The relative burden, or incidence, of an indirect tax is determined by the price elasticity of demand (PED) of the consumer in response to a price rise. If the consumer is unresponsive, and PED is inelastic, the burden will fall mainly on the consumer. However, if the consumer is responsive to the price rise, and PED is elastic, the burden will fall mainly on the firm.
Tax burden on the consumer
When demand is inelastic the tax burden is mainly on the consumer.
Tax burden on producer
When demand is elastic, the tax burden is mainly on the producer.
Tax burden evenly split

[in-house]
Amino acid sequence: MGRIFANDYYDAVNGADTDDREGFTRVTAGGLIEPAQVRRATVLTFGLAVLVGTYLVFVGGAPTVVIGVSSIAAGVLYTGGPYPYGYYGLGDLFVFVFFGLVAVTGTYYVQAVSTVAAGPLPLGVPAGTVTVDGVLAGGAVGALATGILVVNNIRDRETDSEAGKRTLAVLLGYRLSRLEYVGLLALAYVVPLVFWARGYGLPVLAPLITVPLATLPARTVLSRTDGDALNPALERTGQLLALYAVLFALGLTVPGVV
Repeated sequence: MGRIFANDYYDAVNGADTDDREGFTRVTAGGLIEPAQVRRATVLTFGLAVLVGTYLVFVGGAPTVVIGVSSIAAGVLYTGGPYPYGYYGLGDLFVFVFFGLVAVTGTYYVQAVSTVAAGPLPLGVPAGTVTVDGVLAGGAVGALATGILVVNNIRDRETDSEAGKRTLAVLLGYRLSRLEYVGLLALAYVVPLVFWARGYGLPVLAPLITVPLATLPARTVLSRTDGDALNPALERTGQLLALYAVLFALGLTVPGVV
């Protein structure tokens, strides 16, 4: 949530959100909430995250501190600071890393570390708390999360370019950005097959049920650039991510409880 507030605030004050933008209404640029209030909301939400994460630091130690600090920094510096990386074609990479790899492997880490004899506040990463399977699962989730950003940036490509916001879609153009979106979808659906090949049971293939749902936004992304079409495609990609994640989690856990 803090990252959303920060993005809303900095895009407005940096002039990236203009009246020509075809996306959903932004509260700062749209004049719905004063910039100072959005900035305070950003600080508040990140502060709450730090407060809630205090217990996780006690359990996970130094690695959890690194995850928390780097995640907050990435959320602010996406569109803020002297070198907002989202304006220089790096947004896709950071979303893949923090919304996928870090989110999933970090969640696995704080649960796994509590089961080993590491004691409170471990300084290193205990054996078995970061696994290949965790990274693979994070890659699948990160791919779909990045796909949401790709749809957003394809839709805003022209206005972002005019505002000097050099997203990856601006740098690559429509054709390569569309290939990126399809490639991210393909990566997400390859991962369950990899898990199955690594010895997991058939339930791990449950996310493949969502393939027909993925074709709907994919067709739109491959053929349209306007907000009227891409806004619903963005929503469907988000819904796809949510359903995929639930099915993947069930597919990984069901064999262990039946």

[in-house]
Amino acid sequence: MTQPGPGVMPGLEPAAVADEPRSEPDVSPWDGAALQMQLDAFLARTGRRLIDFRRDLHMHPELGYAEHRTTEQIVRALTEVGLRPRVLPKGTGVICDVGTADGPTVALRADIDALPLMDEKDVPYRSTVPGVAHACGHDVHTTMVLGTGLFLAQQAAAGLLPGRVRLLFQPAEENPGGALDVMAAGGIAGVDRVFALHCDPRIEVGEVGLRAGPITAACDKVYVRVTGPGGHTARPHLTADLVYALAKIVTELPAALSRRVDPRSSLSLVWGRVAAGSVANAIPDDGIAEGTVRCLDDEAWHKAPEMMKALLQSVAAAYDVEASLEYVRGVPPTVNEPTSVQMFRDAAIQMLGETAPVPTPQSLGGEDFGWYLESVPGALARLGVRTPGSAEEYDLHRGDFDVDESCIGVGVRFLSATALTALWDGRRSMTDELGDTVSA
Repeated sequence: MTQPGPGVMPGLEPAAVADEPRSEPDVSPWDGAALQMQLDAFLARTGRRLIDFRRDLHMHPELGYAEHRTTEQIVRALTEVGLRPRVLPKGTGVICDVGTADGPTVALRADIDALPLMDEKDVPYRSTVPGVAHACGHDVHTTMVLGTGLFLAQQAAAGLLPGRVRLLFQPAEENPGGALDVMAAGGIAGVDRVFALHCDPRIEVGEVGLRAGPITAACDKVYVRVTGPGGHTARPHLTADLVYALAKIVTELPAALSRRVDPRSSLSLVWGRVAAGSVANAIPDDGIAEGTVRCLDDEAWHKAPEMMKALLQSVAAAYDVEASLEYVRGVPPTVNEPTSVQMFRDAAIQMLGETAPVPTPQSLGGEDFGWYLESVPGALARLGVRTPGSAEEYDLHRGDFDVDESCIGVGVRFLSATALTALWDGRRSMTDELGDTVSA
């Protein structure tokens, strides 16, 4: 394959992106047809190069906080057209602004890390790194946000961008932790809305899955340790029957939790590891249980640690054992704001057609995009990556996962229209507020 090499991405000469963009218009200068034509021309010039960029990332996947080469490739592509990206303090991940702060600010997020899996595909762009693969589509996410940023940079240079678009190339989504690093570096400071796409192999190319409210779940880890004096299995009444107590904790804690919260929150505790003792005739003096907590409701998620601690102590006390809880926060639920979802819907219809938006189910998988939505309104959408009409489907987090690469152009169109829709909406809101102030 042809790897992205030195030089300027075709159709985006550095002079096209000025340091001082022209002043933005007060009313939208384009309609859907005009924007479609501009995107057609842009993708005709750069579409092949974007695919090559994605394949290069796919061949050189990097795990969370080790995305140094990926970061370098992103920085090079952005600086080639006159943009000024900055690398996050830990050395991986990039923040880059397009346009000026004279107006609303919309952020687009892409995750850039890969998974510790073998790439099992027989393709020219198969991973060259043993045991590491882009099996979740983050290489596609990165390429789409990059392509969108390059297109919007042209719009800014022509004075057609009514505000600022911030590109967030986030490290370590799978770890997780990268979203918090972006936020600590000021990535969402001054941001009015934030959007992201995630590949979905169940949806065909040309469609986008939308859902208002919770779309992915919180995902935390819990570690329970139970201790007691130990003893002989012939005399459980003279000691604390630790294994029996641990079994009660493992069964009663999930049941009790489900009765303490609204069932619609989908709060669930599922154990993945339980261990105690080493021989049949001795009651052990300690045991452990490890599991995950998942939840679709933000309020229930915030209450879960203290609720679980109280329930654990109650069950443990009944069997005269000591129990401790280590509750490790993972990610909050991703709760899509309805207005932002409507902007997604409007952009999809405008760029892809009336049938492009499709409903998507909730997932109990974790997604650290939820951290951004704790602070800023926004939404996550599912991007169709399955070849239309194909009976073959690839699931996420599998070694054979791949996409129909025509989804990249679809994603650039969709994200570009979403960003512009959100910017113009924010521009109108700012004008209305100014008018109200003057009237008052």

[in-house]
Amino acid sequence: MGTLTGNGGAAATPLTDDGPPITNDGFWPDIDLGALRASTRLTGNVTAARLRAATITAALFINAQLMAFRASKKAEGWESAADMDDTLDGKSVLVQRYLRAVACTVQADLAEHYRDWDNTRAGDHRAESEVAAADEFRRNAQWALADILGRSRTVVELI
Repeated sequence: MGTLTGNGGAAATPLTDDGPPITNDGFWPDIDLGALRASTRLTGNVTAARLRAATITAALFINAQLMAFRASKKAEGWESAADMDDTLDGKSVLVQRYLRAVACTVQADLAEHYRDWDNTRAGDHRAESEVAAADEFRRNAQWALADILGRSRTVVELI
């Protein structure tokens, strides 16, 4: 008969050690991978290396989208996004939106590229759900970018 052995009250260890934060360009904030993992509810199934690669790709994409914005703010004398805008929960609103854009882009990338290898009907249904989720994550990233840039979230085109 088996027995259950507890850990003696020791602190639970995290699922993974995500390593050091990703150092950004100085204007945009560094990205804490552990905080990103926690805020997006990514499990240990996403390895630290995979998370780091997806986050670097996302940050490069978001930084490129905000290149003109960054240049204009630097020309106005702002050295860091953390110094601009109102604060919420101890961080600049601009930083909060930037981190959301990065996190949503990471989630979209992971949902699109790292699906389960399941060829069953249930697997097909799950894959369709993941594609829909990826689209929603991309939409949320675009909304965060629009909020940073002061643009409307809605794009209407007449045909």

In this case, the tax burden is split evenly between the consumer and producer.
Example – the incidence of a tax on cigarettes
If a government puts a £1 tax on each packet of cigarettes, the legal incidence is on the cigarette smoker. However, the local market may have many sellers, and be highly competitive. This means that a retailer, fearing they will lose sales, may decide to put up the price by only 50p, and pay the balance of 50p to the government themselves. In this case, the economic incidence is shared because both are worse off.
The smoker is worse off because of the price increase of 20p, and the seller is worse off because 10p must come out of their revenue to pay the government.